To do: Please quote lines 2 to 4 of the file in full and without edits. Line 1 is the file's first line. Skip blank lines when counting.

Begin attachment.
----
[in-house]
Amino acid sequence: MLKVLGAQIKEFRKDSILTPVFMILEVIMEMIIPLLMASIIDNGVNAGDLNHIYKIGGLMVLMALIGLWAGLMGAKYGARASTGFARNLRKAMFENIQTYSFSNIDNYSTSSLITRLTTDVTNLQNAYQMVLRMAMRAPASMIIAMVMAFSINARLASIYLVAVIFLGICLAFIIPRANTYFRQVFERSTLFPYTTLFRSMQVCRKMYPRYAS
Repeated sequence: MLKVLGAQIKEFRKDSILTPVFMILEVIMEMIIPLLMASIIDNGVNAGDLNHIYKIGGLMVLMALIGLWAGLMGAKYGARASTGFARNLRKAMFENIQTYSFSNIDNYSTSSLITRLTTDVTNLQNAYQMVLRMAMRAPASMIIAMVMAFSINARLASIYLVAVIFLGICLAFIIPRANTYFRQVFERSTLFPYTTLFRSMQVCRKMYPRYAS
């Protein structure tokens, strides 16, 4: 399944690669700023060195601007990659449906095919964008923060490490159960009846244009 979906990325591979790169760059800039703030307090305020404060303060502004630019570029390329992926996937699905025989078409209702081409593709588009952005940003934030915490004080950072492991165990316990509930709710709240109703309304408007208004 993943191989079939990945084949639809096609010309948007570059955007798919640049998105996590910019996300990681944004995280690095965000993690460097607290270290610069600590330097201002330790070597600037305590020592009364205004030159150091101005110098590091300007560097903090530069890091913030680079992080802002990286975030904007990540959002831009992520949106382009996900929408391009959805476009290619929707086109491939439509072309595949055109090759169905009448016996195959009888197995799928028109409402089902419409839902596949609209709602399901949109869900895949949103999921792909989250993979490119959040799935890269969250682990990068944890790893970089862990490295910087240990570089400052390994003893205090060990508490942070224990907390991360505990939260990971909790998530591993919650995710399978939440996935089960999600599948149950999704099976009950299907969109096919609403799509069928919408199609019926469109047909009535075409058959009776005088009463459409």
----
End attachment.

Amino acid sequence: MLKVLGAQIKEFRKDSILTPVFMILEVIMEMIIPLLMASIIDNGVNAGDLNHIYKIGGLMVLMALIGLWAGLMGAKYGARASTGFARNLRKAMFENIQTYSFSNIDNYSTSSLITRLTTDVTNLQNAYQMVLRMAMRAPASMIIAMVMAFSINARLASIYLVAVIFLGICLAFIIPRANTYFRQVFERSTLFPYTTLFRSMQVCRKMYPRYAS
Repeated sequence: MLKVLGAQIKEFRKDSILTPVFMILEVIMEMIIPLLMASIIDNGVNAGDLNHIYKIGGLMVLMALIGLWAGLMGAKYGARASTGFARNLRKAMFENIQTYSFSNIDNYSTSSLITRLTTDVTNLQNAYQMVLRMAMRAPASMIIAMVMAFSINARLASIYLVAVIFLGICLAFIIPRANTYFRQVFERSTLFPYTTLFRSMQVCRKMYPRYAS
């Protein structure tokens, strides 16, 4: 399944690669700023060195601007990659449906095919964008923060490490159960009846244009 979906990325591979790169760059800039703030307090305020404060303060502004630019570029390329992926996937699905025989078409209702081409593709588009952005940003934030915490004080950072492991165990316990509930709710709240109703309304408007208004 993943191989079939990945084949639809096609010309948007570059955007798919640049998105996590910019996300990681944004995280690095965000993690460097607290270290610069600590330097201002330790070597600037305590020592009364205004030159150091101005110098590091300007560097903090530069890091913030680079992080802002990286975030904007990540959002831009992520949106382009996900929408391009959805476009290619929707086109491939439509072309595949055109090759169905009448016996195959009888197995799928028109409402089902419409839902596949609209709602399901949109869900895949949103999921792909989250993979490119959040799935890269969250682990990068944890790893970089862990490295910087240990570089400052390994003893205090060990508490942070224990907390991360505990939260990971909790998530591993919650995710399978939440996935089960999600599948149950999704099976009950299907969109096919609403799509069928919408199609019926469109047909009535075409058959009776005088009463459409």